It’s not by chance that the two states in Australia with the most ambitious renewable energy policies – Tasmania and South Australia – are the ones without a coal industry in their backyard.
And that probably explains the second, more surprising observation, which is that both the Tasmania target – 200 per cent renewables by 2040 – and the South Australia target – net 100 per cent wind and solar by around 2030 – have been set by state Liberal governments. Both states have grand ambitious to be significant exporters of excess renewables output.
It would be nice to think that the federal Liberal Party could share a similar vision. But whether clouded by the interests of ideologues or donors, or the fossil fuel industry, the federal Coalition won’t contemplate the idea that a renewables based grid could be made to work. Like a petulant child struggling with Lego blocks, it can’t imagine what the finished product might be.
South Australia is happy to show them, Having closed down its coal plant in 2016, and supported the introduction of the country’s first big battery in 2017, the state has arguably the country’s most reliable grid, and in the last six months one of the cheapest on the wholesale market. And it is producing well in excess of 50 per cent of its electricity consumption from wind and solar.
Pretty soon, it might be providing the equivalent of close to 100 per cent of its electricity consumption from variable renewables, even allowing for the times when the wind don’t blow and the sun don’t shine.
The state Liberal government aims to reach “net 100 per cent renewables” – effectively producing the annual equivalent of its consumption with wind and solar, and using a new link to NSW to help it export the excess, and import when needed – by around 2030.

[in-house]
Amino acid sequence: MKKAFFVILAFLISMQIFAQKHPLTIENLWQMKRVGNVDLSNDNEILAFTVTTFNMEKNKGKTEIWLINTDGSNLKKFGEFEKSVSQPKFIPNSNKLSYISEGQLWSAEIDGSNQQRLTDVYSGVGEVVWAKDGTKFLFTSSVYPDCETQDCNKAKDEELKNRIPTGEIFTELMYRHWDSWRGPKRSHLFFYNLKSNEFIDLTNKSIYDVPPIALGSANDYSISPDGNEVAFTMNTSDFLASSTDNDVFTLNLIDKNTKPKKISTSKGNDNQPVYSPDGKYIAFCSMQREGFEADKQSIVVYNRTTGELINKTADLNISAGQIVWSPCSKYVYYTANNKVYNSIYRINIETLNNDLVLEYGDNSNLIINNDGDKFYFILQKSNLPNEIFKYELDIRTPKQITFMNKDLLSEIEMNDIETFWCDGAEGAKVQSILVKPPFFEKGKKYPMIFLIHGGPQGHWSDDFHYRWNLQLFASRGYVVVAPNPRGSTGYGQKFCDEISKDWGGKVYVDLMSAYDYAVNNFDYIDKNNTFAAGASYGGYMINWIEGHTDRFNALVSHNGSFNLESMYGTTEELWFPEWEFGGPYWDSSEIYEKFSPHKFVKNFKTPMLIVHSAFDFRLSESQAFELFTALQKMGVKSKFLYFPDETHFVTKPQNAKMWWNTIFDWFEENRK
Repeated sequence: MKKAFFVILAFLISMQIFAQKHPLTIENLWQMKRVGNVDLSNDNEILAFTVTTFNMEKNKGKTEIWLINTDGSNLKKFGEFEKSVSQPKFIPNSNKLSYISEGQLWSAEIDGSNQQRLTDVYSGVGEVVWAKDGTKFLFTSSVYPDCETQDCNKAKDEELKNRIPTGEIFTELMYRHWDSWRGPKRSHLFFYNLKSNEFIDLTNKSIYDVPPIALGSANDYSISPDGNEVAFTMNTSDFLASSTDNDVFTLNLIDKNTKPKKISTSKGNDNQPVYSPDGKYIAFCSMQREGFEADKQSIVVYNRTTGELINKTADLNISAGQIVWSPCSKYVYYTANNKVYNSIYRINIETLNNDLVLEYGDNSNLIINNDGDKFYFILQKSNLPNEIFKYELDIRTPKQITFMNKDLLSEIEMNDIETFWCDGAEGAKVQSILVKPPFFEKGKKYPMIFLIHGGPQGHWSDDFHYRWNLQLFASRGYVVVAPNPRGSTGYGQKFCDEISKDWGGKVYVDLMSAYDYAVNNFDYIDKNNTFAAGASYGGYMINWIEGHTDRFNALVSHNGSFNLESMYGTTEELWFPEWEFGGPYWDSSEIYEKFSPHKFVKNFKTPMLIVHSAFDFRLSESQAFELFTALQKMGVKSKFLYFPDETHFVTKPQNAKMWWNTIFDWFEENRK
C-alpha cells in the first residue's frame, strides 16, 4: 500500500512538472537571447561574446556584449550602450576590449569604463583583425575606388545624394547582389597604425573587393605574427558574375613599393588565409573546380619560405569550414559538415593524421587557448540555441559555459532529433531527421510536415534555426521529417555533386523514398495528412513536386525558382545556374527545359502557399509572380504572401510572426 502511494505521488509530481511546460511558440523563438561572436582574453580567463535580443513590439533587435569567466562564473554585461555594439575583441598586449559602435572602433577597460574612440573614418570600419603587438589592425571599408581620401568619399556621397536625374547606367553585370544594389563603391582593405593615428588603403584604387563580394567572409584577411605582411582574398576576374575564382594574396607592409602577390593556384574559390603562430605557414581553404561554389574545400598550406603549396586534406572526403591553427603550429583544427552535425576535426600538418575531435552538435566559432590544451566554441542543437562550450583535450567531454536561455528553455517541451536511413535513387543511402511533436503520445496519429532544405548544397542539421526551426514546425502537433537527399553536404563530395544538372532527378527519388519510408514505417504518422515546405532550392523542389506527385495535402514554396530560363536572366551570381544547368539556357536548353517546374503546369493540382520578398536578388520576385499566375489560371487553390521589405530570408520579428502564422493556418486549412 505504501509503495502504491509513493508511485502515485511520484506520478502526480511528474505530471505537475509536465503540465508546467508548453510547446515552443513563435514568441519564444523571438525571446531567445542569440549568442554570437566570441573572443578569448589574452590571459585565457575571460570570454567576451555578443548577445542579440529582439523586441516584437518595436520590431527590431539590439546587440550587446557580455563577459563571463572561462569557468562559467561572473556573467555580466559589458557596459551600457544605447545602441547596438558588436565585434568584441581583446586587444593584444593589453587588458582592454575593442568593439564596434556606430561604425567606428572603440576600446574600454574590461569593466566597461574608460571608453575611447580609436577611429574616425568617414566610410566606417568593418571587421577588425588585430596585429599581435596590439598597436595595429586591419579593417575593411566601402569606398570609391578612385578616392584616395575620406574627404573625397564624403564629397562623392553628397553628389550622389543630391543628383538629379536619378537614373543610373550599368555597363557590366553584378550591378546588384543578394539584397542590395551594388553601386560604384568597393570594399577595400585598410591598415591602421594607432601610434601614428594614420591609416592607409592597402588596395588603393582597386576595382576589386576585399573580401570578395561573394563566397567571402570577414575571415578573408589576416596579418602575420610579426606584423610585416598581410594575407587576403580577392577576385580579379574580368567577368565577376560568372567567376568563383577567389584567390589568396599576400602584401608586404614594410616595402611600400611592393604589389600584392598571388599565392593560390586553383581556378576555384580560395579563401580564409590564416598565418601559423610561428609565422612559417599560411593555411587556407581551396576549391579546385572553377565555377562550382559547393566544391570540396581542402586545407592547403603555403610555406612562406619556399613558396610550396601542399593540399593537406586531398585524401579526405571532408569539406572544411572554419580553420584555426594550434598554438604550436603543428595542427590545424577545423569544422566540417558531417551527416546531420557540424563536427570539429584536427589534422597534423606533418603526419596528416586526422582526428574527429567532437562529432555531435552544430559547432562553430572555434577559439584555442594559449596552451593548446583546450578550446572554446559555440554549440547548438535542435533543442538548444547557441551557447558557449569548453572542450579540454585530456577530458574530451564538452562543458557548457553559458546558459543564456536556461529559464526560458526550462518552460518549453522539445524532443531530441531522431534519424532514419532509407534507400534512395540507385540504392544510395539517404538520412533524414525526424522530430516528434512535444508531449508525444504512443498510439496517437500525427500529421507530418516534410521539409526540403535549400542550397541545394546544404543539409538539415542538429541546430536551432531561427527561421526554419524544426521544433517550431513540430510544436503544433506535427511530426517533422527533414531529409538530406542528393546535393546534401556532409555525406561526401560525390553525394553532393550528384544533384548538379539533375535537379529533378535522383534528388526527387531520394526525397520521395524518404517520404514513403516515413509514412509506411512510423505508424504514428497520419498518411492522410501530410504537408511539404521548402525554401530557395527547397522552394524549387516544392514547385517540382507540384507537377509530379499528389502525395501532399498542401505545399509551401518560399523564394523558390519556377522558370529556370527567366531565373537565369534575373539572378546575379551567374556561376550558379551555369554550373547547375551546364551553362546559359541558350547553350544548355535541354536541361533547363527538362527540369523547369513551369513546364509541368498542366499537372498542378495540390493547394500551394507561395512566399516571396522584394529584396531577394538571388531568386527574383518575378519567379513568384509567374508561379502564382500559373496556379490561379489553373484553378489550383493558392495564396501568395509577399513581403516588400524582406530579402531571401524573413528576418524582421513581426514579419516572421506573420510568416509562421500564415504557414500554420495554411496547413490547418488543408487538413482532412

The latest report from the Australian Energy Market Operator, however, indicates that it might reach that target by 2025/26, five years earlier than planned. (The South Australia government, be it Labor or Liberal, has a long history of setting aspirational renewable targets that will likely be easily met).
As we reported on Monday, the latest AEMO generation forecasts suggest that the proposed Project EnergyConnect – a new 800MW link from South Australia to NSW – will be something of a game-changer, and in its step-change scenario (one of three contemplated in the report), it sparks an almost immediate boom in large scale wind and solar projects, along with storage.
Within four years, as we wrote, the share of wind and solar in the generation mix balloons to 87 per cent, and the share of gas falls to a range of 5-15 per cent, depending on the scenario – slow, central and step change – and the amount of imports or exports on the new link.
Closer inspection of the AEMO forecast data suggests that the net 100 per cent renewable energy target could be met by 2025/26 in the step change scenario – and this scenario is crucial if the state is not to suddenly find itself becoming a net importer rather than an exporter of electricity.
The AEMO data shows that in this step change scenario – which combines infrastructure spending, digitalisation, and consumer innovation – wind and solar and stored power – in big batteries and household virtual power plants – will contribute more than 15,800GWh a year, a 60 per cent increase from this year,